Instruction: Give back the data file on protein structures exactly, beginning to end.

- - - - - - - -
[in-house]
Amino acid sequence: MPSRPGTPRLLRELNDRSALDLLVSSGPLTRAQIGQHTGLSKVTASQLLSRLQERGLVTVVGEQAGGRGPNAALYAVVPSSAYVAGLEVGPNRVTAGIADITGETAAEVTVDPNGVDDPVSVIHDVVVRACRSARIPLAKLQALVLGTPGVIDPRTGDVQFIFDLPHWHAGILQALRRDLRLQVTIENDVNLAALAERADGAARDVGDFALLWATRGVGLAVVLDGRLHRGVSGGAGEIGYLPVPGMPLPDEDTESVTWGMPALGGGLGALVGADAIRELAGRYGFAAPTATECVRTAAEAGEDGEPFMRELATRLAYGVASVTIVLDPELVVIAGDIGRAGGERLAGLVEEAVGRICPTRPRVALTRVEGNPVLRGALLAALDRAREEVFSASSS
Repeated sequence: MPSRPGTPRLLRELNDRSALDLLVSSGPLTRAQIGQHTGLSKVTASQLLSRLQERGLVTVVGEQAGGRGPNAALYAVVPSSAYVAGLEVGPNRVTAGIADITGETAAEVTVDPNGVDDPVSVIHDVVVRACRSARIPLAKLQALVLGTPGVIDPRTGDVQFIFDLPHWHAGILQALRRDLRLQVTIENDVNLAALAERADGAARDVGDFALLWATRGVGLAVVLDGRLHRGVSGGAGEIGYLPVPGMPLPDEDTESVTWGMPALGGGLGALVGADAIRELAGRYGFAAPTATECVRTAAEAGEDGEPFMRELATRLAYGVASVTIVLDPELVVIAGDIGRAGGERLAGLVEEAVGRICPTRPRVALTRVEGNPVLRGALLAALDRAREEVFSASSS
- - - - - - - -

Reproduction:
[in-house]
Amino acid sequence: MPSRPGTPRLLRELNDRSALDLLVSSGPLTRAQIGQHTGLSKVTASQLLSRLQERGLVTVVGEQAGGRGPNAALYAVVPSSAYVAGLEVGPNRVTAGIADITGETAAEVTVDPNGVDDPVSVIHDVVVRACRSARIPLAKLQALVLGTPGVIDPRTGDVQFIFDLPHWHAGILQALRRDLRLQVTIENDVNLAALAERADGAARDVGDFALLWATRGVGLAVVLDGRLHRGVSGGAGEIGYLPVPGMPLPDEDTESVTWGMPALGGGLGALVGADAIRELAGRYGFAAPTATECVRTAAEAGEDGEPFMRELATRLAYGVASVTIVLDPELVVIAGDIGRAGGERLAGLVEEAVGRICPTRPRVALTRVEGNPVLRGALLAALDRAREEVFSASSS
Repeated sequence: MPSRPGTPRLLRELNDRSALDLLVSSGPLTRAQIGQHTGLSKVTASQLLSRLQERGLVTVVGEQAGGRGPNAALYAVVPSSAYVAGLEVGPNRVTAGIADITGETAAEVTVDPNGVDDPVSVIHDVVVRACRSARIPLAKLQALVLGTPGVIDPRTGDVQFIFDLPHWHAGILQALRRDLRLQVTIENDVNLAALAERADGAARDVGDFALLWATRGVGLAVVLDGRLHRGVSGGAGEIGYLPVPGMPLPDEDTESVTWGMPALGGGLGALVGADAIRELAGRYGFAAPTATECVRTAAEAGEDGEPFMRELATRLAYGVASVTIVLDPELVVIAGDIGRAGGERLAGLVEEAVGRICPTRPRVALTRVEGNPVLRGALLAALDRAREEVFSASSS